Apr 14, 2011by Stefan Nicola (UPI)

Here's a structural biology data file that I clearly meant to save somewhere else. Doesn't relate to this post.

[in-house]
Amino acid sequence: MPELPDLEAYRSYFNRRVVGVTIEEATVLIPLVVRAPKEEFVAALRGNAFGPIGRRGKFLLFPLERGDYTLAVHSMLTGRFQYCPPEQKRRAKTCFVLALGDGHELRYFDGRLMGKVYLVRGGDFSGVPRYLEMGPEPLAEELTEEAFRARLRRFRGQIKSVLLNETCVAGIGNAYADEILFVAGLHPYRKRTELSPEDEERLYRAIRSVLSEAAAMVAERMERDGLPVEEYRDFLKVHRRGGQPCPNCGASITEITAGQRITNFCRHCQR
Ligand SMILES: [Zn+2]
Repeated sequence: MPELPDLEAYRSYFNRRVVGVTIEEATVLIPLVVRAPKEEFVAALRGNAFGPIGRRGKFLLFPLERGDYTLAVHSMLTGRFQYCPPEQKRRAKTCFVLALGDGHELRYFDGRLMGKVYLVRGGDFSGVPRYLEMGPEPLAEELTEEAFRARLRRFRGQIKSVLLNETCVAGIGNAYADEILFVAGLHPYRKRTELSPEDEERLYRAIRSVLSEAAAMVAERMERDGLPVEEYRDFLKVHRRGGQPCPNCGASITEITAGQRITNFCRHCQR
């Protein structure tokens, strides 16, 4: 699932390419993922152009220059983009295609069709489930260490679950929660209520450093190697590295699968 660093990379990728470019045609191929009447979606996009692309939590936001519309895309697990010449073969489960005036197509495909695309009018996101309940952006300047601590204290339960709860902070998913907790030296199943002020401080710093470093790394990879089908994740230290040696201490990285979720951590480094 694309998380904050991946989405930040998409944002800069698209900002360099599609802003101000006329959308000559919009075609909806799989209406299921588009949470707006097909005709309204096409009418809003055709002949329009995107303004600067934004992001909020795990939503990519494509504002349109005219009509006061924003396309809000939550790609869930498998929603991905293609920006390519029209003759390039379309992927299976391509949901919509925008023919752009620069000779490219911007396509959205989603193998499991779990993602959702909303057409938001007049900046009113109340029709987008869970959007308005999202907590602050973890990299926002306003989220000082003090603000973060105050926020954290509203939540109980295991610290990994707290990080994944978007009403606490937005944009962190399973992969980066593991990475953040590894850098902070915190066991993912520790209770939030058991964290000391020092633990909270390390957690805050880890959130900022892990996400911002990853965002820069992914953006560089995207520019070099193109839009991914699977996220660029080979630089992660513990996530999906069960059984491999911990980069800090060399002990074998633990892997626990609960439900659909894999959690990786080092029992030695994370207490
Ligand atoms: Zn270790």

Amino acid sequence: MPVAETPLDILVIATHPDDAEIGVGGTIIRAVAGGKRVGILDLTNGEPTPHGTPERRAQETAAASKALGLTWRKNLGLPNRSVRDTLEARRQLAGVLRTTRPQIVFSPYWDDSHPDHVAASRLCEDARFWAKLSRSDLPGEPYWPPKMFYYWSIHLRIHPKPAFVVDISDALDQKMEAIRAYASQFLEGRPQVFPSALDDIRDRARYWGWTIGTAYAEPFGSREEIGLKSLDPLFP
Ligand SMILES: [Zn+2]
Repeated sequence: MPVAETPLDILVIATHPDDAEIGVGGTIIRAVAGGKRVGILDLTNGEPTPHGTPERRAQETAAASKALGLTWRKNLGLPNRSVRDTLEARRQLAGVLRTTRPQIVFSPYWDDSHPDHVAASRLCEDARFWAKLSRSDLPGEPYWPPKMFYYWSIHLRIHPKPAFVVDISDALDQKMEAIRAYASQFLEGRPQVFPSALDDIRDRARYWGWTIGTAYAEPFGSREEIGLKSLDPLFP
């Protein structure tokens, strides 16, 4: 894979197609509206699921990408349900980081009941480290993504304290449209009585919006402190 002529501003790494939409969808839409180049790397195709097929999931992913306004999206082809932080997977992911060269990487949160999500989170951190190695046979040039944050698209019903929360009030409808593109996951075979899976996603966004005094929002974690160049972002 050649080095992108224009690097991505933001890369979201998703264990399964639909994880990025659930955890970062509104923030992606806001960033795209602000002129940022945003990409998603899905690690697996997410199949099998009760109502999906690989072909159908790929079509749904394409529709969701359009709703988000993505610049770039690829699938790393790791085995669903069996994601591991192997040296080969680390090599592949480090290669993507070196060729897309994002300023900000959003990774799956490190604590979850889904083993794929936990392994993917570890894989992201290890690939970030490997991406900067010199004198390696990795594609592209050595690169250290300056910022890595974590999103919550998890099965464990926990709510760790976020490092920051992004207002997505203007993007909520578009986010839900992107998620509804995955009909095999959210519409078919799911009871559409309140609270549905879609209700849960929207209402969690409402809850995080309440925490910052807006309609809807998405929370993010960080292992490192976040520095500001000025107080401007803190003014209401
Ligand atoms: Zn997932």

Berlin - NATO needs more high-precision fighter aircraft to strike weapons the Libyan regime is hiding in populated areas, NATO Secretary-General Anders Fogh Rasmussen said Thursday in Berlin. After NATO pilots have flown around 900 strike missions and destroyed many of the Libyan army's tanks and armored vehicles, the armed forces led by Libyan dictator Moammar Gadhafi are now changing their tactics. "They're hiding their heavy arms in populated areas," Rasmussen said at a meeting of NATO foreign ministers in Berlin. "To avoid civilian casualties, we need a few more high-precision fighter aircraft for air-to-ground attack missions." Rasmussen said he didn't get specific pledges from NATO member states on new planes yet, but added that Thursday's talks in Berlin made him "confident that nations will step up to the plate." The meeting comes amid increasing frustration among Western politicians that Libyan rebel forces aren't able to hold ground despite Gadhafi's crumbling military power, and rising concerns that NATO airstrikes in Libya could lead to civilian casualties. Over the past days, France and Britain have complained that NATO member states aren't doing enough to defeat Gadhafi's forces. France had been one of the most outspoken proponents of military action against pro-Gadhafi forces and last month became the first nation to officially recognize the Libyan opposition. It was against a NATO lead after it became clear that the United States would pull its combat jets from the front lines, favoring a British-French operational command instead. Currently, only six of the alliance's members are carrying out airstrikes against ground targets in Libya, a NATO diplomat told The New York Times. On Thursday, the rebels asked for more NATO airstrikes to destroy forces attacking Misurata, a Mediterranean port city of roughly 300,000 that is being shelled by government artillery. Rasmussen Thursday underscored NATO's commitment to keep up the military pressure on Libyan forces. The alliance would "provide all necessary resources and maximum operational flexibility within our mandate," to strike regime forces until Gadhafi pulls all of them, Rasmussen said, including snipers and foreign mercenaries, out of areas they "have forcibly entered, occupied or besieged." Strikes will be flown until the regime commits to "immediate, full, safe and unhindered humanitarian access to all the people in Libya in need of assistance," Rasmussen said. "We will not stand idly by and watch a discredited regime attack its people," he added. With the fighting so far resulting in a stalemate, Western leaders hope for Gadhafi to eventually leave the country. At a joint news conference with German Chancellor Angela Merkel ahead of the NATO meeting, U.S. Secretary of State Hillary Clinton said NATO members were united in their goal to "seek the end of the Gadhafi regime in Libya." Germany had angered its allies when it abstained from a U.N. Security Council vote that green-lighted the airstrikes in Libya. The meeting in Berlin runs through Friday.